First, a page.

April 30, 2008
What IS normal? And how do we get there? I really REALLY like the work and philosophy about family eating that Ellyn Satter offers. To over-simplify what is very well-reasoned and scientifically based thinking I would say the major take-homes are: being confident as parents when it comes to meals, and: "the bottom line is pleasure."
Modern life, and an eating disorder in the family, really messed with both confidence and pleasure for our family. Regaining both has been an evolving process. Satter has helped!
April 29, 2008
I asked her "What if you discovered that you needed more oxygen, or that you metabolized trace minerals faster than others?" Would it allay the feeling of "taking too much" or the guilt of need more?
She said no. It would apply to oxygen, too. It would apply to anything. Her brain made her think she "shouldn't need" these things, or at least not need them any more than anyone else.
She no longer thinks this way, much. But I thought of that conversation when I read about people learning to not need to breathe: Holding Your Breath.
Just because you can, does that mean you should? Eating, sleeping, breathing: why are we determined to make these things avoidable?
April 28, 2008
- Professor Pope weighed 30kg (66 pounds) at 4'10" (BMI: 13.8)
- Suffered from an eating disorder since her teens
- Did not eat anything but fruit and diet sweets in public
- Was socially withdrawn
- Lost 10kg (22 pounds), or 13% of her total weight in the past year
- Hoarded food and food magazines, brought her own food to people's houses, and cooked feasts for others and left the room as they ate.
It should be shocking that the SYMPTOMS of mental illness (an emaciated person being "incredibly energetic, enthusiastic and capable" "irrepressible and determined" "understanding, generous and loving sister and affectionate") are used as laudatory or mitigating facts.
It is tragic that loved ones are led to believe (by society and even clinicians) that the risk of damaging the relationship is greater than the risk of this crushing illness.
I don't blame the family or the colleagues. I blame us. Society. We think that patients must understand and choose recovery in order for us to do the one thing we all CAN do: STOP ACTING NORMAL.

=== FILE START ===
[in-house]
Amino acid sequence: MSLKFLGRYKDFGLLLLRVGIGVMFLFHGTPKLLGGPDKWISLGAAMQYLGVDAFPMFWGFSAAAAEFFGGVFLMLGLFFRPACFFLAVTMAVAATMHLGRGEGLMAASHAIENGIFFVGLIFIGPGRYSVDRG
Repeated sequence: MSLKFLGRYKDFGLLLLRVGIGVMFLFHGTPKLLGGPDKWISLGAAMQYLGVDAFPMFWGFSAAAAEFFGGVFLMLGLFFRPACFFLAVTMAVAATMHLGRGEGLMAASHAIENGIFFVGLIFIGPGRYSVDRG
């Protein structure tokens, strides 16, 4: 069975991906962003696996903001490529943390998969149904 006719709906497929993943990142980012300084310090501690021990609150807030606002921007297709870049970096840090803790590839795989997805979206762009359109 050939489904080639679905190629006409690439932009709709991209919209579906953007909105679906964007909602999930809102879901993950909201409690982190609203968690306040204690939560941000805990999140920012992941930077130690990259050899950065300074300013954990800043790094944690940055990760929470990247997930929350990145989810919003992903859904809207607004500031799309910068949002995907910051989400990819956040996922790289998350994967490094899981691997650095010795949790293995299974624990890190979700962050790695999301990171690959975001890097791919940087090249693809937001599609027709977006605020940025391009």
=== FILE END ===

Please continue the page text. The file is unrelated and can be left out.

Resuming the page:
Stop eating the food they make us and don't eat. Stop walking on eggshells. Stop praising symptoms like energy and selflessness and focus on work. Stop accepting the labor of an ill person who is unable to care for herself. Stop pitying and being angry or hurt. Stop acting normal until they are. It is the least we can do.
April 27, 2008
- A sign that our society is sliding into collective anorexia/bulimia/binge eating disorder?
- Evidence that society is wicked?
- Proof that science education in schools is inadequate?
- One more sign of (choose your social cause)!
- Caused by a lack of food labelling?
- Driving people to choose eating disorders?
- Better than poking oneself in the eye with a sharp stick?
- An alarming trend that is fun to feel shame and gloat over?
- Just a condition of modern life?
- Allowing humans to unleash the powerful anti-anxiety drug of semi-starvation to save money on alcohol?
- Actually makes us healthier since now that we know, we'll all change?
- Pushing most people toward malnutrition that threatens cognitive, emotional, and medical health.
- Triggering mental illness in the minority of people with certain genetic profiles.
- Masking the presence of disabling anorexia and bulimia in individuals because the rest of us normalize being disordered about food and weight.
April 26, 2008
If you say that it isn't about parenting, then you are accused of blaming the victim.
If you protest that it isn't about the media, you sound as if you are siding with size zero models.
Cite biology, and you are insulting patients who choose recovery.
I've been told that my belief that eating disorders are a biologically based illness is a pass for parents, ignorance of toxic media, denial, and discrediting my own child's work toward recovery.
We don't need someone or something to blame. We don't need blame. We know what patients need: they need food, they need unconditional support, they need a low-stress environment, they need skills to prevent relapse, and they need time.
April 25, 2008
April 24, 2008
We do not yet have biomarkers for the presence or severity of an eating disorder. But can it be far behind?
Study finds biomarker for depression
And in the recent past: OCD, Psychosis, Bipolar illness, PTSD.
April 22, 2008
April 20, 2008
1. Treatment must be family-driven and child-focused. Families and youth, (when appropriate), must have a primary decision-making role in their treatment.
2. Children should receive care in home and community-based settings as close to home as possible.
3. Mental health services are an integral part of a childs overall healthcare. Insurance companies must not discriminate against children with mental illnesses by imposing financial burdens and barriers to treatment, such as differential deductibles, co-pays, annual or lifetime caps, or arbitrary limits on access to medically necessary inpatient and/or outpatient services.
4. Children should receive care from highly-qualified professionals who are acting in the best interest of the child and family, with appropriate informed consent.